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Central Venous Catheters for Dialysis (CVCDs)

Catheter Related Bloodstream Infection (CRBSI)

Addressing the complications of catheter-related bloodstream infections (CRBSI), biofilm development and poor blood flow from the use of central venous catheters (CVCs) is no simple task. These complications are often associated with higher patient morbidity and mortality rates as well as significant financial implications due to more frequent use of costly medications and/or procedures as well as hospitalizations.

It is a common practice in both the acute and chronic settings to flush or "lock" CVCs with saline and heparin to help prevent the development of clots, blockages and sheaths. There are currently no FDA approved prophylactic, injectable therapies with properties that address the growing incidence of bacterial infections and biofilm development.

Both the NKF and CDC guidelines recommend the following approaches for addressing the complication of CRBSI:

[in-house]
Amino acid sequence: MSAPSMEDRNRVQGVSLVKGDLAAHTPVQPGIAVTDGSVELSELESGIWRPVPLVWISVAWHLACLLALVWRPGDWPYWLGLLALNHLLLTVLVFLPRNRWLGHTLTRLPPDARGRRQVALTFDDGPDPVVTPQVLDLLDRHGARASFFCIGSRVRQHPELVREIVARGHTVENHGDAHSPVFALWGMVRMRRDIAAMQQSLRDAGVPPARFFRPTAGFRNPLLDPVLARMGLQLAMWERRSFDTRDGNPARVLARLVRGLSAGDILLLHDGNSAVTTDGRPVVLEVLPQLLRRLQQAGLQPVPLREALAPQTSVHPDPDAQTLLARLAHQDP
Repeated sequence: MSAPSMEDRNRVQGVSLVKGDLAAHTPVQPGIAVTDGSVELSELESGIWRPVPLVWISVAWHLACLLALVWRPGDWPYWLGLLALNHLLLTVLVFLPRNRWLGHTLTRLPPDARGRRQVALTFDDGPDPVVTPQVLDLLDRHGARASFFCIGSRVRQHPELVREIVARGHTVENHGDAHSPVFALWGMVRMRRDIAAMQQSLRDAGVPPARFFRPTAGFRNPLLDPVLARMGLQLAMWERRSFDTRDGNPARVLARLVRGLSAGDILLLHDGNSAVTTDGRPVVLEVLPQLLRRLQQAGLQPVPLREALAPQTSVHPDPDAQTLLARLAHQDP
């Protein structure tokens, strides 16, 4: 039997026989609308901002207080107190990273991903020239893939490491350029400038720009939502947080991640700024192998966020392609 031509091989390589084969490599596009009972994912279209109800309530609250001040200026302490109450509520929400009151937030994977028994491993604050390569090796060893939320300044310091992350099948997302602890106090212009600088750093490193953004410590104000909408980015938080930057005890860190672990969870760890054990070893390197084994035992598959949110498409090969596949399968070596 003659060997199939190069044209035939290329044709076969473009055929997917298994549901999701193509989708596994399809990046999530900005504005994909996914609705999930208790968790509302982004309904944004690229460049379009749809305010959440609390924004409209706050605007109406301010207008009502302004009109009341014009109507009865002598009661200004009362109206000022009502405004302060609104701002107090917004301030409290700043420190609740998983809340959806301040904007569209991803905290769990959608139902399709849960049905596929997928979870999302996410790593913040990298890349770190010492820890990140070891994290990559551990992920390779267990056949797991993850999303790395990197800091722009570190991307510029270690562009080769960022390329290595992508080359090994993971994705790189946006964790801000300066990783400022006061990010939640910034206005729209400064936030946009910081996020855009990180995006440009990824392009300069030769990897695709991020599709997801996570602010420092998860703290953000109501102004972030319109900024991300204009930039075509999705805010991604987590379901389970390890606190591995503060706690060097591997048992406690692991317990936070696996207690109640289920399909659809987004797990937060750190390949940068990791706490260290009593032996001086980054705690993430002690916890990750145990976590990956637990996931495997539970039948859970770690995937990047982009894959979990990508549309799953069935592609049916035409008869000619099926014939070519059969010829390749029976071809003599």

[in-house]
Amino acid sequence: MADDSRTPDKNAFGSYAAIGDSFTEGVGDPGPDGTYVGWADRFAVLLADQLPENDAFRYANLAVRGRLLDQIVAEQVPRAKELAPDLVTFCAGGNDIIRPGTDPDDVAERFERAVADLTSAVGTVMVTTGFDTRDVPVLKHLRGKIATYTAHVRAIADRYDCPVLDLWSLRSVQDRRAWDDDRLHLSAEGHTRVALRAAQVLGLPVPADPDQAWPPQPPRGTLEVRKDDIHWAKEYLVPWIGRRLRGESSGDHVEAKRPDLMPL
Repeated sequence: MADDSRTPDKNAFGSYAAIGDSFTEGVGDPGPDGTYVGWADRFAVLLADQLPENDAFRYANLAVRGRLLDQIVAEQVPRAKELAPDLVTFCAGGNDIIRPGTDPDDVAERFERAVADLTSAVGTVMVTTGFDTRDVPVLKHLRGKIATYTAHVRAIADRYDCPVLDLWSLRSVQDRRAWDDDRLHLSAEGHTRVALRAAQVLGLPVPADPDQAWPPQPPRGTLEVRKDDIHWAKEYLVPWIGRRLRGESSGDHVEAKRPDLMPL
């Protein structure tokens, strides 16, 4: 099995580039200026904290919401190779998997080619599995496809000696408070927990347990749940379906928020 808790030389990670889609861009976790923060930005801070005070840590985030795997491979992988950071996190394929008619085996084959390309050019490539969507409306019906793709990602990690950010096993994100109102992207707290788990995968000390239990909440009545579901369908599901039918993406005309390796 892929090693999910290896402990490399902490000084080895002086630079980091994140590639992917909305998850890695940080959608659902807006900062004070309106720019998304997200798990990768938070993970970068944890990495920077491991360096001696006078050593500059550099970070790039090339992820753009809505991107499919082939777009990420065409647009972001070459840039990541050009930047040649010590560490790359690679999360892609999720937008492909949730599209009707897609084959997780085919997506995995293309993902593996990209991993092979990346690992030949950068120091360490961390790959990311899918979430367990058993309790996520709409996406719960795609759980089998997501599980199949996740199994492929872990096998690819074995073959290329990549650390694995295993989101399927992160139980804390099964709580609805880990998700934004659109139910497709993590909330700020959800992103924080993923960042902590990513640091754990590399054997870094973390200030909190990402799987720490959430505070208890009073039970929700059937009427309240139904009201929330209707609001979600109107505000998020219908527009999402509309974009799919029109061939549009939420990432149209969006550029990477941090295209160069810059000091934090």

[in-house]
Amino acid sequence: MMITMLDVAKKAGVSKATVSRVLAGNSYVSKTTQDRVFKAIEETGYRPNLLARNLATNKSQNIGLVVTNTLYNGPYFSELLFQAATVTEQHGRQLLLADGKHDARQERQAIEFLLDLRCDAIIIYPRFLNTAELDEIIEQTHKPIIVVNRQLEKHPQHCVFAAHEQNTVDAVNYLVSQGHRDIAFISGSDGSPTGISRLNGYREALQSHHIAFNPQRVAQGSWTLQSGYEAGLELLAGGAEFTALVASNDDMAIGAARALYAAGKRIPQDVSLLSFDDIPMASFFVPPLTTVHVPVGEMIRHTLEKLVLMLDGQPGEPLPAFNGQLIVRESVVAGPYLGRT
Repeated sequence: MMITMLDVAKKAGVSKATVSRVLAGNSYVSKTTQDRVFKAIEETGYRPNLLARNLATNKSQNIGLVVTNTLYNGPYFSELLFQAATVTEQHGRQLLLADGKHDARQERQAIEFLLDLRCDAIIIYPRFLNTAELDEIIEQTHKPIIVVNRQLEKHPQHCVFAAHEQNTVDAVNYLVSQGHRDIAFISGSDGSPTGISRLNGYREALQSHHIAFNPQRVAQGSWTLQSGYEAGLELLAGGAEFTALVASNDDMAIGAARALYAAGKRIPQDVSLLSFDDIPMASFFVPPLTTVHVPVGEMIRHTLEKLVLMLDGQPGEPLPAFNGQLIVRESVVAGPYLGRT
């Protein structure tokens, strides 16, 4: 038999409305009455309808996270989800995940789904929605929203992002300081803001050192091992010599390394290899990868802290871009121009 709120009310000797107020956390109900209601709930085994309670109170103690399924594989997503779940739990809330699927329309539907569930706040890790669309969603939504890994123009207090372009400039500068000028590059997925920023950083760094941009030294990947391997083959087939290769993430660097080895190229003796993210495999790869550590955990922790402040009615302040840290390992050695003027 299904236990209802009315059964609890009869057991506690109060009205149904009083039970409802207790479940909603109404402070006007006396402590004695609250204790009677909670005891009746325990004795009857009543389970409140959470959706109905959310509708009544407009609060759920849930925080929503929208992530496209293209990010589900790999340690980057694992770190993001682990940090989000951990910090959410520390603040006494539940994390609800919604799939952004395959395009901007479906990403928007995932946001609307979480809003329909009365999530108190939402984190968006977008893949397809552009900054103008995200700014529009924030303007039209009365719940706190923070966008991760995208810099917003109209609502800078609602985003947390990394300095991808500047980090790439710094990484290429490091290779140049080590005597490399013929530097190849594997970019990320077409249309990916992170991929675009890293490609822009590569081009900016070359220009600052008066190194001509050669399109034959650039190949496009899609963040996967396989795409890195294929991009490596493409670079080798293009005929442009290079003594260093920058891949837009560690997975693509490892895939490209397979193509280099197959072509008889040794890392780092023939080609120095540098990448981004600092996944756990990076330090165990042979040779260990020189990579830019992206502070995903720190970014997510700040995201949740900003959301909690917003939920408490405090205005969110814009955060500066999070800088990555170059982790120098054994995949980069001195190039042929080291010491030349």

• Enhanced sterile technique by caregivers and patients is imperative
  • Use of IV antibiotics for the treatment of a diagnosed CRBSI
  • Combination antibiotic and heparin catheter injection for short term duration once a patient has been diagnosed and treated for their CRBSI

In the event of catheter patency failures it is recommended that the medical professionals providing care perform all or a combination of the following interventions:

  • Dissolve the existing thrombosis or clot with the use of antithrombolytics such as tPA.
  • Mechanically “declot” the catheter with a radiological brushing procedure
  • Extend the dialysis session (compromising the machine’s efficiency) in order to address the patient’s needs

If the above mentioned procedures and medications fail to address the frequent complications (CRBSI, biofilm development or poor blood flow) associated with CVCs it is highly likely that the patient’s catheter will eventually need to be removed and replaced.